Lord Howell on the unique suitability of the modern Commonwealth to trade in the network ageAugust 25, 2017
Brexit, March’s Commonwealth Trade Ministers Meeting and the upcoming Commonwealth Business Forum and Summit in 2018 have led to a heightened interest in Commonwealth trade. Britons wonder how far they can depend on old Commonwealth friends to provide new trading avenues post-Brexit, whilst Commonwealth countries wonder if and how the old network can still be of benefit to them. On the judgement of Lord Howell of Guildford, former Commonwealth Minister and President of the Royal Commonwealth Society, there is much to be optimistic about.
Lord Howell’s case is based around a view of international trade that has moved on from seeing its key mover as only nation states and big bureaucracies. In age of mass, instant communications where data flows and knowledge services are worth as much as trade in goods – and can be moved without concern for distance – world trade is now much more fluid and network dependant.
More by luck than judgement, says Lord Howell, the Commonwealth, with its shared linguistic and cultural links, has emerged as the ideal platform for this type of connectivity. For services based economies in particular (e.g. Singapore’s is 75% service based), the opportunities are huge. One only needs to consider how the City of London’s financial services sector has spread itself around the world to see how the same can apply to other sectors in other countries with the Commonwealth’s facilitative influence.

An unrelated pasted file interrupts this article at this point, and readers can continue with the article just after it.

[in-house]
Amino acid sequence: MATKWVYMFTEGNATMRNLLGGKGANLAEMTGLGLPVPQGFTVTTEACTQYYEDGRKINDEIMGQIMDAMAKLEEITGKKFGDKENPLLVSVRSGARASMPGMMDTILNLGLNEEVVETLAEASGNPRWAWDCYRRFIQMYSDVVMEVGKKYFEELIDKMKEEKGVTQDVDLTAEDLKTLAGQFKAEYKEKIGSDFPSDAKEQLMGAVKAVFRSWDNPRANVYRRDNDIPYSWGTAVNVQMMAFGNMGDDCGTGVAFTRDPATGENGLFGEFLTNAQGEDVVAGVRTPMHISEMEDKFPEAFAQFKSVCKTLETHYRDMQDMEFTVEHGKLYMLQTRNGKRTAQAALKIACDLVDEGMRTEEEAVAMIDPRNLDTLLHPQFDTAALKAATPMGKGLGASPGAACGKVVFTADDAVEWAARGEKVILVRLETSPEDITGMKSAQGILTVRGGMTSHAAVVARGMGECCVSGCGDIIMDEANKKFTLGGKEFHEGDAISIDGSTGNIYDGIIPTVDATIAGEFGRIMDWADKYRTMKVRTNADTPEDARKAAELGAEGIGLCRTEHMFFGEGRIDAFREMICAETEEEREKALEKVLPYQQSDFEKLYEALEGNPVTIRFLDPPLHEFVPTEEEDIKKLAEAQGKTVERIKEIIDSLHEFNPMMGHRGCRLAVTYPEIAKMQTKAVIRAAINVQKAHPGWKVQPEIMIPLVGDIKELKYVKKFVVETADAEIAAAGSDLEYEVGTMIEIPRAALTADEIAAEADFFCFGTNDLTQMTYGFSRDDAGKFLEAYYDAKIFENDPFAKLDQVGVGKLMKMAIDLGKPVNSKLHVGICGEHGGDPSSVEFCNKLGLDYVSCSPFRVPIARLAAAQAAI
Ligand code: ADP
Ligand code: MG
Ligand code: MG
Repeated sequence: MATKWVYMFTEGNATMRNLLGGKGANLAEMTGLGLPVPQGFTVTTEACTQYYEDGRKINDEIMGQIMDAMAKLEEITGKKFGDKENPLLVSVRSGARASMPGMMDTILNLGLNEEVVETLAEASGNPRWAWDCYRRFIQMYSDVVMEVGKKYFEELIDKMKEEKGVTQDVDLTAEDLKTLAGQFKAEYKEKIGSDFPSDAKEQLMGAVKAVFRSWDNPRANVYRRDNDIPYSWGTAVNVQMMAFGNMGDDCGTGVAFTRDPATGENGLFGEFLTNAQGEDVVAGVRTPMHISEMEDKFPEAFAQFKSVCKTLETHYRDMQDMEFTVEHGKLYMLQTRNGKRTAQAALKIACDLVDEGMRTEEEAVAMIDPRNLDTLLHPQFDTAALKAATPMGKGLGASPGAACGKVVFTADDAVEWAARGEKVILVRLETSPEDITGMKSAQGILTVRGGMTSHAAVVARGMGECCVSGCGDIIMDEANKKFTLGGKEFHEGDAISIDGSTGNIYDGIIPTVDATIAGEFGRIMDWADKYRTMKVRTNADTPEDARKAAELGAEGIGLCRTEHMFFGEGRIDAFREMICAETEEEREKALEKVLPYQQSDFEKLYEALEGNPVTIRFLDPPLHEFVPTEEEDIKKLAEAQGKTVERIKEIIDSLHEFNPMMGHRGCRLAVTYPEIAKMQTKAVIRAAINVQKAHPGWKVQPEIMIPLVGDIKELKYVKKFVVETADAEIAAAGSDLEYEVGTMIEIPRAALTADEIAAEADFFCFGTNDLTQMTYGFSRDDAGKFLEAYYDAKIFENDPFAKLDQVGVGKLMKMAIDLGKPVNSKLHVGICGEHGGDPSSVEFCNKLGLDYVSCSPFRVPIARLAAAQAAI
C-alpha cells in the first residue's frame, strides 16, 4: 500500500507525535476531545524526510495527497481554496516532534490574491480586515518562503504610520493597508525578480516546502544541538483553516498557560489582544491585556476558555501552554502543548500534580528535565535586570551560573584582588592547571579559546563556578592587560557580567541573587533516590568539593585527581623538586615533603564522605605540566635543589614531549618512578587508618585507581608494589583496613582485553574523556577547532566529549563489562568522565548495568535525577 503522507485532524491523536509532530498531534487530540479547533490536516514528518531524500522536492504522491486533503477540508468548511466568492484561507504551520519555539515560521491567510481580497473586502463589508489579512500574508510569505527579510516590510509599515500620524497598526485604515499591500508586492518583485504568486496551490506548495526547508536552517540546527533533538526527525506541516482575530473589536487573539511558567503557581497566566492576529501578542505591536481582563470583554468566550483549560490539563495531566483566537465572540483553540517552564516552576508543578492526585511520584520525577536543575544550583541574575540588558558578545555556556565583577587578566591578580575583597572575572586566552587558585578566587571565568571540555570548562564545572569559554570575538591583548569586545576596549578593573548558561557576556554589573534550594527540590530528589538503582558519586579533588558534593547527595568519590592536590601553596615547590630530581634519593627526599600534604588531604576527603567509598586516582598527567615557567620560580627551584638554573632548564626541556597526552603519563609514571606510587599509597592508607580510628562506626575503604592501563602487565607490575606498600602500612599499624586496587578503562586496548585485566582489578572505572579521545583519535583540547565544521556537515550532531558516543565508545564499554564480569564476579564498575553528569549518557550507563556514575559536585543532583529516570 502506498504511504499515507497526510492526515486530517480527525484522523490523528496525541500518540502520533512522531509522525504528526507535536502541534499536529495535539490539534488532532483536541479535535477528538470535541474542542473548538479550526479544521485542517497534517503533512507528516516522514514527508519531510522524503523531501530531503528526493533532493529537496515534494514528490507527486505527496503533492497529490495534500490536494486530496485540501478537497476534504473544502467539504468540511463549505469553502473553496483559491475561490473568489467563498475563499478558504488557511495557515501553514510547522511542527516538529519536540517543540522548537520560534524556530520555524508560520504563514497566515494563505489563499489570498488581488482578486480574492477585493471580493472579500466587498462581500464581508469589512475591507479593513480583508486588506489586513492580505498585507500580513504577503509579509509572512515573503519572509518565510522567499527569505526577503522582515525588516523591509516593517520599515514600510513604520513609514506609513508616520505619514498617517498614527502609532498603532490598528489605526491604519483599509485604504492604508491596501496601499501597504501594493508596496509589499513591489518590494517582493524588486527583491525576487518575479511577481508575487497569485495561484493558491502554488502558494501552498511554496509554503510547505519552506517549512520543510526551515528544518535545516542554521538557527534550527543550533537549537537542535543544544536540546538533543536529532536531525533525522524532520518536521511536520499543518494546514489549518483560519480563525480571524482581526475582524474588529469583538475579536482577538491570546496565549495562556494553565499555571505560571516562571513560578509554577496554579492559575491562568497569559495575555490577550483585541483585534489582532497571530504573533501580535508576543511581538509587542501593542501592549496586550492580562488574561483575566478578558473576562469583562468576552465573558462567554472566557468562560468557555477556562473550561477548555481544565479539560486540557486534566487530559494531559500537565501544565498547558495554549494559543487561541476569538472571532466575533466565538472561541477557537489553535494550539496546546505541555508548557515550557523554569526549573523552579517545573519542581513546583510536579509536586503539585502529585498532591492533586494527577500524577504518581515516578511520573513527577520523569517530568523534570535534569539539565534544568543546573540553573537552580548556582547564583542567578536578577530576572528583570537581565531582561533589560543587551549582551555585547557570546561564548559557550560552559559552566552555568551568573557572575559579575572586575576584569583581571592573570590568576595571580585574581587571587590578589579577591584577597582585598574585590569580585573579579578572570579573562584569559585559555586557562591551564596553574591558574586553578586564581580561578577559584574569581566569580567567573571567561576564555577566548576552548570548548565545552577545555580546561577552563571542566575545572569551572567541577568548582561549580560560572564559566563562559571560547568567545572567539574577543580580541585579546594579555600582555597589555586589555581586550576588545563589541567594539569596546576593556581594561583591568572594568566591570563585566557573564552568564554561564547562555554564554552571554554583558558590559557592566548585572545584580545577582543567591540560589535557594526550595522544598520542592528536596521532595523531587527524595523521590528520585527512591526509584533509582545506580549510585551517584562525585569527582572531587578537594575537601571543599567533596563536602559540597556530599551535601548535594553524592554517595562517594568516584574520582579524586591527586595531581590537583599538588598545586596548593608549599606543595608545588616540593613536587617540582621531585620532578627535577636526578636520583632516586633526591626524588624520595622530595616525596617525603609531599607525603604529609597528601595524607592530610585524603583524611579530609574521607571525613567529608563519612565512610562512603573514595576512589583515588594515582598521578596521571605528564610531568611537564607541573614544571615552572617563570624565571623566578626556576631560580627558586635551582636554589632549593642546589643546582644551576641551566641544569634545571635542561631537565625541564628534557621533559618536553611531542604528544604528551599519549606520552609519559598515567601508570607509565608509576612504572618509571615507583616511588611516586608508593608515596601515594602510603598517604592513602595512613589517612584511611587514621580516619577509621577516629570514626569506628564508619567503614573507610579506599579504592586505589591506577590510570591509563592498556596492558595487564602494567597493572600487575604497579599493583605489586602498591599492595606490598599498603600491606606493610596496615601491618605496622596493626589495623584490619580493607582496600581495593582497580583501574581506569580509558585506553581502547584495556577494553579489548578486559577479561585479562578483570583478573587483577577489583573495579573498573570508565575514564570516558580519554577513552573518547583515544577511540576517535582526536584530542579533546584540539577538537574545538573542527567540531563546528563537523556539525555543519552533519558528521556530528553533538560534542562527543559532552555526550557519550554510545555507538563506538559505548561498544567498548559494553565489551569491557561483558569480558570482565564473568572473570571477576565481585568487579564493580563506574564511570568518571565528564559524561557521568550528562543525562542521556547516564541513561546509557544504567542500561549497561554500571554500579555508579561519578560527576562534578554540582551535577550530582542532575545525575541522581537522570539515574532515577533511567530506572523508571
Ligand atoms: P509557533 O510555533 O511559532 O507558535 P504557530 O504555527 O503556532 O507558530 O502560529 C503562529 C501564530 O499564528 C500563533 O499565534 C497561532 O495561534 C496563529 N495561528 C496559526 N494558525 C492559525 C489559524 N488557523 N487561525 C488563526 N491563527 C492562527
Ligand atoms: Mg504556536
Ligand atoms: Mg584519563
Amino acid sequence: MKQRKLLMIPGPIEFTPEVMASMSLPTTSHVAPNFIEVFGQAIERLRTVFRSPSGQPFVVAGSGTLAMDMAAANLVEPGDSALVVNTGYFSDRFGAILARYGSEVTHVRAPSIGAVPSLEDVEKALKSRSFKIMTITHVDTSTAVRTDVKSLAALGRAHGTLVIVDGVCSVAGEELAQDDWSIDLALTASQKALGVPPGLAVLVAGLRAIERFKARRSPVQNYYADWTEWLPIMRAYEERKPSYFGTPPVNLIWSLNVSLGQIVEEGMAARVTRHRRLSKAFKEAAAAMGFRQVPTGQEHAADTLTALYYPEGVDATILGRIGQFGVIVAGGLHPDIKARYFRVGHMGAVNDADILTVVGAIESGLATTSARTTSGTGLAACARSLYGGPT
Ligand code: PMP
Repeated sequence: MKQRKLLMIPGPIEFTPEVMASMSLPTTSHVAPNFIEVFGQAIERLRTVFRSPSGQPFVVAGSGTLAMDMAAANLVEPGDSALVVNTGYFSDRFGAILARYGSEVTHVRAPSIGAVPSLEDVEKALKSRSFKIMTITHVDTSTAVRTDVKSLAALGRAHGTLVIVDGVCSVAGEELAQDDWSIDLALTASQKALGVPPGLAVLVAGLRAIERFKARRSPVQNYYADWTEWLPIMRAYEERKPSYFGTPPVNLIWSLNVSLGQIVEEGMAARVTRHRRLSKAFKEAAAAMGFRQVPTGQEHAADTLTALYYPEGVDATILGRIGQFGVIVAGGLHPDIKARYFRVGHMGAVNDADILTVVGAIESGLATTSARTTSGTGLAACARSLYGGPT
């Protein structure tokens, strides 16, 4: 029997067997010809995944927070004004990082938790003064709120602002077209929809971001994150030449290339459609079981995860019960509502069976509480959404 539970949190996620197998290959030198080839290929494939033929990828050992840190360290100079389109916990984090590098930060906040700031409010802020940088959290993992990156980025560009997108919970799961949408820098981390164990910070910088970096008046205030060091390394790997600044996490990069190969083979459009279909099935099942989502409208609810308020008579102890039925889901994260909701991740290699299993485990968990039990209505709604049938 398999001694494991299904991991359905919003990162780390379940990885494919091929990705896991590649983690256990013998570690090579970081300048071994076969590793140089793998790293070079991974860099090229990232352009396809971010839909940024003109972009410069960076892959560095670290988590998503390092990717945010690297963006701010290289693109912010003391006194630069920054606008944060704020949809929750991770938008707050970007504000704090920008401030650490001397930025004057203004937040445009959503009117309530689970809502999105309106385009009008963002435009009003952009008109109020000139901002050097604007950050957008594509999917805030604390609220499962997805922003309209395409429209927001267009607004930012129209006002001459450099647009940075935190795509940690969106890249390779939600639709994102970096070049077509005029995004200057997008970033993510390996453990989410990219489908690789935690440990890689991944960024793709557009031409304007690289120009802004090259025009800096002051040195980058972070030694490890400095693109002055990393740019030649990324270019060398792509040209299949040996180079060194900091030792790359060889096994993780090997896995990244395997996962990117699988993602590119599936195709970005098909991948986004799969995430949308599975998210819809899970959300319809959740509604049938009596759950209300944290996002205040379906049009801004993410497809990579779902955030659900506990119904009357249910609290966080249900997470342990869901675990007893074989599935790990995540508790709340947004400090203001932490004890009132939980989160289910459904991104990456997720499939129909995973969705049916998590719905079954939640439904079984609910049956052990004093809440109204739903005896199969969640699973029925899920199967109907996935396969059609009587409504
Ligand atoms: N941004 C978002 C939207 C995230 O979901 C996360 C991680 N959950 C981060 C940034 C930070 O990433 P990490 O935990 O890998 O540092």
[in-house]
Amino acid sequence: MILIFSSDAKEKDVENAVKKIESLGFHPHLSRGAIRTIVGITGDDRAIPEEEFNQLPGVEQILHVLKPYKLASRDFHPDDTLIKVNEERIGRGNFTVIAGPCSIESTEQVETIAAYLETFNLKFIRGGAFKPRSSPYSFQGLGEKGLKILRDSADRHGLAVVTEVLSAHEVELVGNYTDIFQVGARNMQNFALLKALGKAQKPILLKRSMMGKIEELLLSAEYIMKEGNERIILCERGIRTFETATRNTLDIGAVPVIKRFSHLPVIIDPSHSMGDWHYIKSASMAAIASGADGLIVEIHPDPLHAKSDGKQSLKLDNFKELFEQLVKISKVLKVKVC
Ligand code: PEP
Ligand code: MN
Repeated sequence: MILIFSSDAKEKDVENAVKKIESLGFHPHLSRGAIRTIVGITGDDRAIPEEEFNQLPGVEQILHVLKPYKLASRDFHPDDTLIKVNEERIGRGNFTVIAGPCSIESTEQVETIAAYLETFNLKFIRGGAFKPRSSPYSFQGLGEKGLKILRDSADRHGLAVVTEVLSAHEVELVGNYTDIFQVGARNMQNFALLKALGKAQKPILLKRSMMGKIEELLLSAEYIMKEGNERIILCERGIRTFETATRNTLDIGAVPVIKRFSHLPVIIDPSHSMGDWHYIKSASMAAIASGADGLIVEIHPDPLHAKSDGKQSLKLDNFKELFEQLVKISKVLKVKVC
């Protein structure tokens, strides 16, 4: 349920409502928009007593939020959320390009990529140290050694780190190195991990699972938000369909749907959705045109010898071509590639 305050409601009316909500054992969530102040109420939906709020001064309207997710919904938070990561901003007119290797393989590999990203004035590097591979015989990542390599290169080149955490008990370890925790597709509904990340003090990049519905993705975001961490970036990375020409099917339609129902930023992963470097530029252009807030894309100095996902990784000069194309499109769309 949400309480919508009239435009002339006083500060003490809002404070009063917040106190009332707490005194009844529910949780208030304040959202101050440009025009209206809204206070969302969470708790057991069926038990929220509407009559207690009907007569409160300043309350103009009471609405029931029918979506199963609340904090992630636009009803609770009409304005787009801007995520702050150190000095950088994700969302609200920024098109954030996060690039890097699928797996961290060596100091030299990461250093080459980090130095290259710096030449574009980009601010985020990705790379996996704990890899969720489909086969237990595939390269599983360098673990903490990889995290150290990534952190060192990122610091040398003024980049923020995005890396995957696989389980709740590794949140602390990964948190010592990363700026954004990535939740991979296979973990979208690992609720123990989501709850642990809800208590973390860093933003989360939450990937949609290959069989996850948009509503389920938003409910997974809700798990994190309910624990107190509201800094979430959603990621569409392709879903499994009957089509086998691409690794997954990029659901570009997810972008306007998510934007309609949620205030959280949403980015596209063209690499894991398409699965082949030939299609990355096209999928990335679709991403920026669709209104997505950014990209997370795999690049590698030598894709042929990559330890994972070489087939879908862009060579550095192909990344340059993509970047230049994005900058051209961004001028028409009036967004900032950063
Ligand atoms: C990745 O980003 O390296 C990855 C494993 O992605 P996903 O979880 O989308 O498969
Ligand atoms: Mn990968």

To those for whom the Commonwealth is primarily a values organisation promoting good governance and human rights – nothing to do with trade, Lord Howell makes the point that the two are inseparable. Trust and shared values create the framework in which investment becomes easier. They also translate into shared legal frameworks which further facilitate ease of business between Commonwealth nations.
Indeed, for countries to truly leverage the potential of Commonwealth trade, Lord Howell argues that we must look at these relationships holistically, with co-operation on areas like good governance, security and social policy all playing their part in facilitating business. Britain for instance may not get very far in expanding its trading ties with India whilst ignoring Indian concerns regarding student visas etc.
With the Commonwealth Business Forum and Summit coming up in London in April 2018, there is a clear opportunity to increase co-operation throughout the network. As Lord Howell points out, many of the countries represented will be some of the fastest growing economies in the world, from East Africa and India to the Far East. A hugely exciting opportunity and Lord Howell hopes that it can be the ideal platform to cultivate the Commonwealth’s vast trading potential in this digital age of connectivity.